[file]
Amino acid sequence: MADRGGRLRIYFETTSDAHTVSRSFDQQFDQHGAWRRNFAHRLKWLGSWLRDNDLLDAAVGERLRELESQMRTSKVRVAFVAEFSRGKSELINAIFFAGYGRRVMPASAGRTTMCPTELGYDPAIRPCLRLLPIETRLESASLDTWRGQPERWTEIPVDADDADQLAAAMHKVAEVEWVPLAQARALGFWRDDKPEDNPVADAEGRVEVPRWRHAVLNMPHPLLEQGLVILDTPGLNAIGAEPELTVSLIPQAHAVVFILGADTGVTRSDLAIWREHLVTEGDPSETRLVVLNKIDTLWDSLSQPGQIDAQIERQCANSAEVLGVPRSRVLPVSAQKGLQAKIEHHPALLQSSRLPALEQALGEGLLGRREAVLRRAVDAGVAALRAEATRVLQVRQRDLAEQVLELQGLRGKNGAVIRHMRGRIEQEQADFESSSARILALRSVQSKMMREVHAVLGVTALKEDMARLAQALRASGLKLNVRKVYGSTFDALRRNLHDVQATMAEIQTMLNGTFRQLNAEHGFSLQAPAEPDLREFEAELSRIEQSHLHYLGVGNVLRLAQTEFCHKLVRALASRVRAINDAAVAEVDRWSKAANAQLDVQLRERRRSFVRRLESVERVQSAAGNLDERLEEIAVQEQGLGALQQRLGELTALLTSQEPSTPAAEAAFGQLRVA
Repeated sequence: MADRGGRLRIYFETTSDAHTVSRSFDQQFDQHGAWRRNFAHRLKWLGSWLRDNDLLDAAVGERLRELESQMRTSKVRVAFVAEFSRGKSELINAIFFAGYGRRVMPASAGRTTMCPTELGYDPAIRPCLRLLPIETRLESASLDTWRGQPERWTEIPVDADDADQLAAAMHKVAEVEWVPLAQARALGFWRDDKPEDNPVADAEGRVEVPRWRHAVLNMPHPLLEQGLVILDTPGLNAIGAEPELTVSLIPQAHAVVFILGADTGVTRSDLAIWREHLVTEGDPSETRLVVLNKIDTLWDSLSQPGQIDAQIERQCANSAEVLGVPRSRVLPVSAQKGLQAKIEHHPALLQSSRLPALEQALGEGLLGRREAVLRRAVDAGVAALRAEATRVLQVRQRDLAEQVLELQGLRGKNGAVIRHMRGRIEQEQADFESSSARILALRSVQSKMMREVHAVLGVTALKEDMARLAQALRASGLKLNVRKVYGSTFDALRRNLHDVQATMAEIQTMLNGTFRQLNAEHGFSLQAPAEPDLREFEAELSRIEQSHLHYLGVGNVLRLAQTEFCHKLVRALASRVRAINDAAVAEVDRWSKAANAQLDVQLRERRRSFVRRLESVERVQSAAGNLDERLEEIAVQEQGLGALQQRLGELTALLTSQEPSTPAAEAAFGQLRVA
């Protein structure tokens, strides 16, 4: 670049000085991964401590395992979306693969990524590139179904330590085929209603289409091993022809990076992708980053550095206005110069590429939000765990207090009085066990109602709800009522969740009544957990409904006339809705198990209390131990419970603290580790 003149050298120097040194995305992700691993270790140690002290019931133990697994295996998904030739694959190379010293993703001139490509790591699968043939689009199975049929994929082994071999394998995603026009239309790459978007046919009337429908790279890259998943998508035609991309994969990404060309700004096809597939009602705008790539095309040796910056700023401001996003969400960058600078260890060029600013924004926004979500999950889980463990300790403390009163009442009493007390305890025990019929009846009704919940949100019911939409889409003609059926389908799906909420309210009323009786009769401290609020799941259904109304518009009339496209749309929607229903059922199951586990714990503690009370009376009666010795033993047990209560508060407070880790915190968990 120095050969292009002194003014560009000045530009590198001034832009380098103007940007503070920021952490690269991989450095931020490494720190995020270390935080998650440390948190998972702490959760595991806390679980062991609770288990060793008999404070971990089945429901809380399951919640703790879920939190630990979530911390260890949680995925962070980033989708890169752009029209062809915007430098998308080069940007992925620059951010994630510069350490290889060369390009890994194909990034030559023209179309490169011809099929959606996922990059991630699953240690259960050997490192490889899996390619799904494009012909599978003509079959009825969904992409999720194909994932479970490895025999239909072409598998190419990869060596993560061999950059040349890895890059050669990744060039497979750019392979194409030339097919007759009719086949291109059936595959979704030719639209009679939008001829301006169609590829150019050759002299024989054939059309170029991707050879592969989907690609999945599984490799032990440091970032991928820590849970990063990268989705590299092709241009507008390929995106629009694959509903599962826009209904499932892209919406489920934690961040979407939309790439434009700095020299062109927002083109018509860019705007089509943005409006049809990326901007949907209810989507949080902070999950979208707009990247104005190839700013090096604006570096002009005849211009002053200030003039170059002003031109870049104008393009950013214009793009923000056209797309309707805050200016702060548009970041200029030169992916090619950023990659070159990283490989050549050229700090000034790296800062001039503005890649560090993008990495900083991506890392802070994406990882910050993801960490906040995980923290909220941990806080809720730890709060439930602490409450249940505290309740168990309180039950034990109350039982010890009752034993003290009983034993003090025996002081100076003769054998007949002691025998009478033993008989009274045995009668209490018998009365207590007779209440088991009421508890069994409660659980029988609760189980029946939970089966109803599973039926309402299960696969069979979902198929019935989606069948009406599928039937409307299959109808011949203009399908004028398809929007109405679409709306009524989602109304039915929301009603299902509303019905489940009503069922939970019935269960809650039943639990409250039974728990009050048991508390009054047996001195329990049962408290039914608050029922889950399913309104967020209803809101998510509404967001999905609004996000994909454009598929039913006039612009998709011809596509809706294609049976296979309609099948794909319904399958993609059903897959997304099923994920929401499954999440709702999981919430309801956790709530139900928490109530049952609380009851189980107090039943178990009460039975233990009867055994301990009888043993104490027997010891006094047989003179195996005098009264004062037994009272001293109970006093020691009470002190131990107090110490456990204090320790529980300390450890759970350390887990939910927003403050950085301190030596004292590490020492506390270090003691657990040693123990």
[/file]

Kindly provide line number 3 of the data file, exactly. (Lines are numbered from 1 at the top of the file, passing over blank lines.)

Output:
């Protein structure tokens, strides 16, 4: 670049000085991964401590395992979306693969990524590139179904330590085929209603289409091993022809990076992708980053550095206005110069590429939000765990207090009085066990109602709800009522969740009544957990409904006339809705198990209390131990419970603290580790 003149050298120097040194995305992700691993270790140690002290019931133990697994295996998904030739694959190379010293993703001139490509790591699968043939689009199975049929994929082994071999394998995603026009239309790459978007046919009337429908790279890259998943998508035609991309994969990404060309700004096809597939009602705008790539095309040796910056700023401001996003969400960058600078260890060029600013924004926004979500999950889980463990300790403390009163009442009493007390305890025990019929009846009704919940949100019911939409889409003609059926389908799906909420309210009323009786009769401290609020799941259904109304518009009339496209749309929607229903059922199951586990714990503690009370009376009666010795033993047990209560508060407070880790915190968990 120095050969292009002194003014560009000045530009590198001034832009380098103007940007503070920021952490690269991989450095931020490494720190995020270390935080998650440390948190998972702490959760595991806390679980062991609770288990060793008999404070971990089945429901809380399951919640703790879920939190630990979530911390260890949680995925962070980033989708890169752009029209062809915007430098998308080069940007992925620059951010994630510069350490290889060369390009890994194909990034030559023209179309490169011809099929959606996922990059991630699953240690259960050997490192490889899996390619799904494009012909599978003509079959009825969904992409999720194909994932479970490895025999239909072409598998190419990869060596993560061999950059040349890895890059050669990744060039497979750019392979194409030339097919007759009719086949291109059936595959979704030719639209009679939008001829301006169609590829150019050759002299024989054939059309170029991707050879592969989907690609999945599984490799032990440091970032991928820590849970990063990268989705590299092709241009507008390929995106629009694959509903599962826009209904499932892209919406489920934690961040979407939309790439434009700095020299062109927002083109018509860019705007089509943005409006049809990326901007949907209810989507949080902070999950979208707009990247104005190839700013090096604006570096002009005849211009002053200030003039170059002003031109870049104008393009950013214009793009923000056209797309309707805050200016702060548009970041200029030169992916090619950023990659070159990283490989050549050229700090000034790296800062001039503005890649560090993008990495900083991506890392802070994406990882910050993801960490906040995980923290909220941990806080809720730890709060439930602490409450249940505290309740168990309180039950034990109350039982010890009752034993003290009983034993003090025996002081100076003769054998007949002691025998009478033993008989009274045995009668209490018998009365207590007779209440088991009421508890069994409660659980029988609760189980029946939970089966109803599973039926309402299960696969069979979902198929019935989606069948009406599928039937409307299959109808011949203009399908004028398809929007109405679409709306009524989602109304039915929301009603299902509303019905489940009503069922939970019935269960809650039943639990409250039974728990009050048991508390009054047996001195329990049962408290039914608050029922889950399913309104967020209803809101998510509404967001999905609004996000994909454009598929039913006039612009998709011809596509809706294609049976296979309609099948794909319904399958993609059903897959997304099923994920929401499954999440709702999981919430309801956790709530139900928490109530049952609380009851189980107090039943178990009460039975233990009867055994301990009888043993104490027997010891006094047989003179195996005098009264004062037994009272001293109970006093020691009470002190131990107090110490456990204090320790529980300390450890759970350390887990939910927003403050950085301190030596004292590490020492506390270090003691657990040693123990």